California Toughens PG&E Wildfire Safety Oversight

California officials on Thursday voted to toughen oversight of Pacific Gas & Electric, saying the utility had largely failed to perform required tree-trimming work near power lines in areas with the highest risk of wildfires.

The unanimous vote by the California Public Utilities Commission comes as the fire-prone state has stepped up scrutiny of utility efforts to mitigate wildfire risk. Climate change is fueling increasingly frequent and intense blazes in the state that are often ignited by power infrastructure.

California Plans $536M for Wildfire Mitigation Before Fire Season

California will authorize $536 million for wildfire mitigation and forest management projects before the worst of the fire season strikes later this year, Gov. Gavin Newsom and legislative leaders said.

That more than doubles $200 million in recent annual spending, advocates said, and wildfire preparedness grants were dropped entirely last year when the state prematurely anticipated a pandemic-driven budget shortfall.

Armed now with an unexpected multi-billion-dollar surplus, lawmakers plan to add the money to this fiscal year’s budget before considering even more in the new spending plan that takes effect July 1.

La Niña Is Fading But California, Gulf Coast Still Face Risks

La Niña, the cooling of the equatorial Pacific that shifts weather patterns the world over, is fading away. But California may still be prone to dryness, and the U.S. Gulf Coast faces the risk of another busy hurricane season.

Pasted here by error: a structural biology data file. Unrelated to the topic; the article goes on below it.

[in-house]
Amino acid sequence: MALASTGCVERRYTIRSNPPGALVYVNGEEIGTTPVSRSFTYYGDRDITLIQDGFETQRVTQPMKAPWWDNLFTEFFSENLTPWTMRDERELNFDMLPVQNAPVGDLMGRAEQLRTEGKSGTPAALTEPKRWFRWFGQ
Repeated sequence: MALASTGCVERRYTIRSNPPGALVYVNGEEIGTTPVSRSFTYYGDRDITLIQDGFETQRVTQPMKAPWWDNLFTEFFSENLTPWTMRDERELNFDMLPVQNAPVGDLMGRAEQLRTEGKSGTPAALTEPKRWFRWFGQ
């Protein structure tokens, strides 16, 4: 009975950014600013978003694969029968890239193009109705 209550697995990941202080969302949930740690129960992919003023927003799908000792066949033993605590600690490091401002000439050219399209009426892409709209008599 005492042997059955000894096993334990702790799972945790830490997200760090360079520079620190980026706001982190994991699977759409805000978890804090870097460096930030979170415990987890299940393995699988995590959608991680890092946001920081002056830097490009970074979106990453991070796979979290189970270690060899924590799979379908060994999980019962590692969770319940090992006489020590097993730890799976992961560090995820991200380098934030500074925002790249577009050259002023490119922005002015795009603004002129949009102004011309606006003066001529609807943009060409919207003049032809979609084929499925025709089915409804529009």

Water temperatures in the Pacific Ocean will likely return to normal in the next few months, the U.S. Climate Prediction Center said in a recent report.

Three Dozen California Bills Focus on Wildfire, Others Are Concerning for Insurance Industry

Roughly three dozen pieces of California legislation are directly related to wildfire, and while those bills should hold much interest for the insurance community, there are other bills making their rounds that should draw a great deal of concern.

So far 2,369 bills have been introduced in state Legislature this year, according to John Norwood of Norwood Associates, an industry lobbyist who also represents the California Insurance Wholesalers Association.

Norwood said he’s by encouraged by all the attention California’s wildfires are getting.

Judge Considering Requiring PG&E in California to Turn off Power More Often

A federal judge overseeing Pacific Gas & Electric’s criminal probation said Tuesday that he is considering requiring the utility to be more aggressive about turning off its electricity lines near tall trees, a plan that could double the number of power outages for some Northern California counties over the next decade.

The proposal outlined during a two-hour court hearing is the latest effort to prevent the utility’s equipment from sparking more deadly wildfires by reducing the likelihood that trees could fall into the utility’s long-neglected electrical equipment. U.S. District Judge William Alsup is overseeing PG&E’s safety precautions as part of the utility’s criminal probation after its natural gas lines blew up a suburban neighborhood south of San Francisco in 2010.

California Wildfire Sparked When Tree Hit Power Line, Report Shows

A Northern California wildfire that killed four people and destroyed more than 200 buildings last year was sparked when tree branches came into contact with Pacific Gas & Electric power lines, officials said in a report.